US Senate Repairs Russia, Iran Sanctions Bill

Bob Corker
Bob Corker

The US Senate on Thursday fixed a measure that would impose economic sanctions on Russia and Iran, yet a long-awaited House vote will not come until after Donald Trump meets for the first time as president with his Russian counterpart, Vladimir Putin.

Senator Bob Corker, the Republican chairman of Foreign Relations Committee, said changes have been made to the legislation, a step the senate approved by voice vote and the next move is the house's to make, AP reported.

"We've done what we need to do," Corker said. "The ball's in their court."

The technical changes that had stalled the bill in the house came as Republicans dismissed Democratic complaints that the delay was at the behest of the Trump administration and intended to weaken the legislation.

Tempers flared among lawmakers over the lull, with each side blaming the other as lawmakers were poised to leave Washington for their weeklong July 4 recess.


The legislation cleared the senate two weeks ago with 98 votes, an overwhelming margin that suggested the bill would speed quickly through the house and to Trump's desk. But the measure hit headwinds almost immediately.

House Republican leaders said the bill ran afoul of a constitutional requirement that legislation involving revenue should start in the house.

Envoys from both chambers huddled behind closed doors to resolve the dispute as the recess loomed. The problems were technical not substantive, lawmakers insisted, yet Democrats accused Republicans of slow-walking the bill.

Speaking to reporters early Thursday, House Speaker Paul Ryan insisted the house was "protecting the constitution", not working behind the scenes on behalf of the White House.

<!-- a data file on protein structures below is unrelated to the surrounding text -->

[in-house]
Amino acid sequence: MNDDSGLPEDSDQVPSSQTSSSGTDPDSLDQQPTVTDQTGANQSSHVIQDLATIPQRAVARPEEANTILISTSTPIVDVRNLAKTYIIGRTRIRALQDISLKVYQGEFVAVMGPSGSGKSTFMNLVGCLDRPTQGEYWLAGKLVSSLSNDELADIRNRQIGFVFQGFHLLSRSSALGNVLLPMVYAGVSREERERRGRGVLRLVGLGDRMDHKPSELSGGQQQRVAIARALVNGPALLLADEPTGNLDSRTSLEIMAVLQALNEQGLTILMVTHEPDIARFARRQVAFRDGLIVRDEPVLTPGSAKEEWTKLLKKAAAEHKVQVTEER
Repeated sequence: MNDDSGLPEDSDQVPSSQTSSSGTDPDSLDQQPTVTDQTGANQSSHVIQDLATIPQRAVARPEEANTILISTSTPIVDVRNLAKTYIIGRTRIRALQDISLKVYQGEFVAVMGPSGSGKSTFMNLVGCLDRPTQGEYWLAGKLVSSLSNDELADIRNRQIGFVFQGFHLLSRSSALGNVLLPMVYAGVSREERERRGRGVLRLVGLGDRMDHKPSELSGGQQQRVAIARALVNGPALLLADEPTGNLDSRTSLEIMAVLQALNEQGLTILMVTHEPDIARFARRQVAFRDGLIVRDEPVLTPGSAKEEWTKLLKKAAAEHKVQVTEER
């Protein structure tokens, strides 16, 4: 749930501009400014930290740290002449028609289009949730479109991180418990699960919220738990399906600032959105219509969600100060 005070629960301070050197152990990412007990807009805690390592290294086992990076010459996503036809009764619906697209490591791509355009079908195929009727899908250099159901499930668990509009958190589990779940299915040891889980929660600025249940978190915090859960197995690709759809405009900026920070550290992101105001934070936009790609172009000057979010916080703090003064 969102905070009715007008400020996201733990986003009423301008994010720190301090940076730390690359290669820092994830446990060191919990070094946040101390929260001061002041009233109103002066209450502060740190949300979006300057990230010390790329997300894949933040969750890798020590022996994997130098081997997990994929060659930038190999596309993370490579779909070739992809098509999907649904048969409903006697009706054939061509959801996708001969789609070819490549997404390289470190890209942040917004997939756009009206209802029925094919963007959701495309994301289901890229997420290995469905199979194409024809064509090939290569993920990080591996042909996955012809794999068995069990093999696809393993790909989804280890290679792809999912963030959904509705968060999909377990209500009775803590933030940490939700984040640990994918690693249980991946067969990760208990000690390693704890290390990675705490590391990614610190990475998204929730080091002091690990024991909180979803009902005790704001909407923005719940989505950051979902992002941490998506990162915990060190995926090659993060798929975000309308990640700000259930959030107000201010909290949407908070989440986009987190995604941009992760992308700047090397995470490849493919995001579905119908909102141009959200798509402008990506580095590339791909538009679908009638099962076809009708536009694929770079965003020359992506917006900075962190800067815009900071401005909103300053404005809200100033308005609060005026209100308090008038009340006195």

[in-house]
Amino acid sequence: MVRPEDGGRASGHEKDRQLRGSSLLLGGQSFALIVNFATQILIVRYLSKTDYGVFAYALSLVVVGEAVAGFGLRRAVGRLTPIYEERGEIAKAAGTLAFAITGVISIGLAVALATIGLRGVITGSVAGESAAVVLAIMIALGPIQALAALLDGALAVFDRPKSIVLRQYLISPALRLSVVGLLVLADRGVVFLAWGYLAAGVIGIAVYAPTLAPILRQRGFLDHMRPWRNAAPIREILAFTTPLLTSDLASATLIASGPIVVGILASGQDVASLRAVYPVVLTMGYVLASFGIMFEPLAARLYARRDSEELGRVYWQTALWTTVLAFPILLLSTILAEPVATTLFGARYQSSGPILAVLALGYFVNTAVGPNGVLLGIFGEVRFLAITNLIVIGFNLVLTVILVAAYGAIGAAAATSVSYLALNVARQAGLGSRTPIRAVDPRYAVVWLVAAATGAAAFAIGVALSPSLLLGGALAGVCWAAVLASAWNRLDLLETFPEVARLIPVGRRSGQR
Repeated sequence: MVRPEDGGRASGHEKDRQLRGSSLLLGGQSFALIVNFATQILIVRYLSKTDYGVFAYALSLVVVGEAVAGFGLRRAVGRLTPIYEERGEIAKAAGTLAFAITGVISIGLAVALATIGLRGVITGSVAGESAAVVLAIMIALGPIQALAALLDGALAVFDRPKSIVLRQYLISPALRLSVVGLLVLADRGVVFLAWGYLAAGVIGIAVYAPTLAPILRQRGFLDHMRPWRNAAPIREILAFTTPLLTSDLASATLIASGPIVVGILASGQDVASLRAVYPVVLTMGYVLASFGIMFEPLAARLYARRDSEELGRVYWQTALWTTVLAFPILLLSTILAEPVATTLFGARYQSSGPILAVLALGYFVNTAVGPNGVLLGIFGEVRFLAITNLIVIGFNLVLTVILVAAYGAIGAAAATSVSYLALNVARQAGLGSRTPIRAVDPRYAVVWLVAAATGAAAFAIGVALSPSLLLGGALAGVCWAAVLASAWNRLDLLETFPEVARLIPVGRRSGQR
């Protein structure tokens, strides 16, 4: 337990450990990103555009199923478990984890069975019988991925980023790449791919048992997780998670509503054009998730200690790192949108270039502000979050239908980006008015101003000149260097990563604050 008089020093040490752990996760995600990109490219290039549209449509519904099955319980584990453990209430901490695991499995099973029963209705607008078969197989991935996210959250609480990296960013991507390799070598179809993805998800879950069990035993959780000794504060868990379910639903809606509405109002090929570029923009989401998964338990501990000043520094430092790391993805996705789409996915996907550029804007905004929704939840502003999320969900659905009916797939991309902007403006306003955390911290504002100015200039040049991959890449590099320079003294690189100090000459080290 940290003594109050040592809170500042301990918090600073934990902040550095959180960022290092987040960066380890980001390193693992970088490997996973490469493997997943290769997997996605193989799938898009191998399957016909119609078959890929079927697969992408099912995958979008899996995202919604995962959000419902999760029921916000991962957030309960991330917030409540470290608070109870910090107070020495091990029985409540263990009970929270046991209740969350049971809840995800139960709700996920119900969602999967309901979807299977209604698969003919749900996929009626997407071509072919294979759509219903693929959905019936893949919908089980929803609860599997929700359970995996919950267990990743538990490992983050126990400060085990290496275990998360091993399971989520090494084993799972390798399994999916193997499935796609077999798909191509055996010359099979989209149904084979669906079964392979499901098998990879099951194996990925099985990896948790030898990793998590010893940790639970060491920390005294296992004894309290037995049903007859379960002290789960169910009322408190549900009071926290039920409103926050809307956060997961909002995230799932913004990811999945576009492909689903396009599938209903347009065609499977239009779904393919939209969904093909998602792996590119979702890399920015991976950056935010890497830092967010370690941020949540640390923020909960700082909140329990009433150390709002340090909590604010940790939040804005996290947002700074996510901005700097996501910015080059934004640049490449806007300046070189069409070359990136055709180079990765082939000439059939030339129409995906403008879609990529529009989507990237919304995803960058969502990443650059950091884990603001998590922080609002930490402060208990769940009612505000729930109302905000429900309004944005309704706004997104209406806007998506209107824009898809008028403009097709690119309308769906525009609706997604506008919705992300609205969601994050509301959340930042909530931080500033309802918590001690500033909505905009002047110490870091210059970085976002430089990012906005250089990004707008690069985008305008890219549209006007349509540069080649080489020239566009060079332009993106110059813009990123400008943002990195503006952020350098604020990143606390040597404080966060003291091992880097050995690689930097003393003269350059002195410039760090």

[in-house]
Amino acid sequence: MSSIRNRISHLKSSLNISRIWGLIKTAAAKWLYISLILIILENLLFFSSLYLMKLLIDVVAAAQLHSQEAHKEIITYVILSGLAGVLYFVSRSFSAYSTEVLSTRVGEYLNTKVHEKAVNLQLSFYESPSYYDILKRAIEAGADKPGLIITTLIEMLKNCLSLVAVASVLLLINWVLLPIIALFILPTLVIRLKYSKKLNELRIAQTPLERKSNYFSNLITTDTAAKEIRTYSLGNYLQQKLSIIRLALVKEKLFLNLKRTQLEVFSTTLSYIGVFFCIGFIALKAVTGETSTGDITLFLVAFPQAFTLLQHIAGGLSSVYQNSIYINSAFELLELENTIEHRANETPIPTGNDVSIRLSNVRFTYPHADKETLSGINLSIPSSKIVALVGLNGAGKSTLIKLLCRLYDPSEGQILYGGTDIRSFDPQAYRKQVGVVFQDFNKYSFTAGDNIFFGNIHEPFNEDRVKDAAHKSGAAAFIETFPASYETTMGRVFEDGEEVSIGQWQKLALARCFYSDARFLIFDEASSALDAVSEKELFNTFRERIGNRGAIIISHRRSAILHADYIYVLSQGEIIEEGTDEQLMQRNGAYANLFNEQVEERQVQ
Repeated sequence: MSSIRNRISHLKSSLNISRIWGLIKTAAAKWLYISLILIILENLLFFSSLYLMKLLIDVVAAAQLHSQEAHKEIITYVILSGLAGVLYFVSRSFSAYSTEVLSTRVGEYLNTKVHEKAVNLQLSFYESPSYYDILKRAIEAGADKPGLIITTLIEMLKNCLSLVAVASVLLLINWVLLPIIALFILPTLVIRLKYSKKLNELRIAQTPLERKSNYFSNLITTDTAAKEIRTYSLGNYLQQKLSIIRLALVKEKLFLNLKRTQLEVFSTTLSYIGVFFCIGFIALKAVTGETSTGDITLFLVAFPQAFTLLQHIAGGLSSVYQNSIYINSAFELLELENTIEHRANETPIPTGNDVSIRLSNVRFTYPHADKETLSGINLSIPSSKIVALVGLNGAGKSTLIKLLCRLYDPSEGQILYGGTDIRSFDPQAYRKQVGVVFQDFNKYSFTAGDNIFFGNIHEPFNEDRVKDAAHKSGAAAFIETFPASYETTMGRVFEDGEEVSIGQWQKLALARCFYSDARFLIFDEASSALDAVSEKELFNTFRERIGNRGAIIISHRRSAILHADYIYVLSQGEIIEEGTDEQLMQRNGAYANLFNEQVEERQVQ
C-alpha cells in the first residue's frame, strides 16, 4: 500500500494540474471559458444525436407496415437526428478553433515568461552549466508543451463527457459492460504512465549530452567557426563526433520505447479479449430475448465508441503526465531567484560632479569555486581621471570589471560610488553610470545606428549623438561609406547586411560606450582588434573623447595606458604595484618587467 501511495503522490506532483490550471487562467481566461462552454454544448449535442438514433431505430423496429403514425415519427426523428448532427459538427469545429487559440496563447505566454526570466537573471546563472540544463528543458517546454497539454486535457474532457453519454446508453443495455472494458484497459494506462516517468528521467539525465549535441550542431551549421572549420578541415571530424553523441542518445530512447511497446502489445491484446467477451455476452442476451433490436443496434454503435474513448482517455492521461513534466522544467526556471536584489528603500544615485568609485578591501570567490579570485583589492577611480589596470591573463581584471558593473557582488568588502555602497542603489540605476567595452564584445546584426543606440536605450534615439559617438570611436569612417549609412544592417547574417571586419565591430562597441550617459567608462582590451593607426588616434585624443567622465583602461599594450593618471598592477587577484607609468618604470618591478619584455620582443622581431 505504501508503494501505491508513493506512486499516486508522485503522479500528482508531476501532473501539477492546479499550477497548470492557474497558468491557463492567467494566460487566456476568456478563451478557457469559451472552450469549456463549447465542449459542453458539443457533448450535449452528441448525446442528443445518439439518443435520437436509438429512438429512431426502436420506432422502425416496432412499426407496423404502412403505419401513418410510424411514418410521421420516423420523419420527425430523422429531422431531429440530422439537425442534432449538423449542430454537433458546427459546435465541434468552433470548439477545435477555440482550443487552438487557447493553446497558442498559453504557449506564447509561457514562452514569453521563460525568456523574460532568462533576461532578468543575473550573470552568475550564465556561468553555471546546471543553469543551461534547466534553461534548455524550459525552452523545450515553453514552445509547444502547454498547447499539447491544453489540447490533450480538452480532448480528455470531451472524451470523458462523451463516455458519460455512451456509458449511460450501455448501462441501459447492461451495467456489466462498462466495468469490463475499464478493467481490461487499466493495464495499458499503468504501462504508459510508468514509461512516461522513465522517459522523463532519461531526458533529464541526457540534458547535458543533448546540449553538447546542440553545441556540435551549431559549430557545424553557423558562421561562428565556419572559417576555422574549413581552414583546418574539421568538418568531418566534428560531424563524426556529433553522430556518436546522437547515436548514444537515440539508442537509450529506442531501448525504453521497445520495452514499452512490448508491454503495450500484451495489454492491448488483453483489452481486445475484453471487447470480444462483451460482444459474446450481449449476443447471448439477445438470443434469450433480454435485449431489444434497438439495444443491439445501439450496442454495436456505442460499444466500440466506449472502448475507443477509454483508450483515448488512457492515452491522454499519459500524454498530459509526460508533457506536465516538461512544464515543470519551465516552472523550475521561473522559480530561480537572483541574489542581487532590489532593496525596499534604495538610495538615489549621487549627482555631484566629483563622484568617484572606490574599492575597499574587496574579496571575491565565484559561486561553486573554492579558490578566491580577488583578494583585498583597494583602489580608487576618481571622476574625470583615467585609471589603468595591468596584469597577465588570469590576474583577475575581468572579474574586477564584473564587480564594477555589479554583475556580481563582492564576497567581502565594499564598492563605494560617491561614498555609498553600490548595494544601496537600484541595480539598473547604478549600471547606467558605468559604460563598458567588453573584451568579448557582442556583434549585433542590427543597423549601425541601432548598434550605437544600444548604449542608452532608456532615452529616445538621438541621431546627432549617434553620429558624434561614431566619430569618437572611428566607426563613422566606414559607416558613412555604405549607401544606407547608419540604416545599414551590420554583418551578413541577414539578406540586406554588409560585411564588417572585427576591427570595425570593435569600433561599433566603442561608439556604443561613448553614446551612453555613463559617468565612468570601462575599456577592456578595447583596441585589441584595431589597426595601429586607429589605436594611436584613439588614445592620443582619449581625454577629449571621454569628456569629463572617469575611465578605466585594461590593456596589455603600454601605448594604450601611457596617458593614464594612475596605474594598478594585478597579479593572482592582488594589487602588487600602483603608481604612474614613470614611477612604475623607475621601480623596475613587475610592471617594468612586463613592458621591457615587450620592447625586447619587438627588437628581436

"They wrote the bill incorrectly so we have told the senate you've got to write it correctly to follow the constitution," Ryan said.

The sanctions targeting Russia seek to punish Moscow for its alleged meddling in the 2016 US presidential election and for its actions in Ukraine and Syria, and the bans on Iran are over its ballistic missile program and its support for resistance groups in the Middle East.

"I want to put the House on notice," said senate minority leader, Chuck Schumer, "If they water down the bill, weaken the sanctions, add loopholes to the legislation, they will find stiff resistance here in the senate."

Schumer and House Minority Leader Nancy Pelosi called for House Republican leaders to pass the bill immediately, before Trump and Putin meet at an international summit in Germany next week.

  Silly Stance

But Corker denounced the stance the Democrats had taken as "silly" and "ridiculous". He said they were attempting to dictate how the house should act before the senate made the required technical repairs to the sanctions bill.

In addition to hitting Russia and Iran with additional financial penalties, the bill would strengthen Congress' authority over Russia sanctions policy. The bill would require a 30-day congressional review period, if Trump attempts to ease or end penalties against Moscow. It imposes mandatory sanctions on people involved in Iran's ballistic missile program and anyone who does business with them. The measure would apply sanctions to Iran's Islamic Revolution Guards Corps and enforce an arms embargo.


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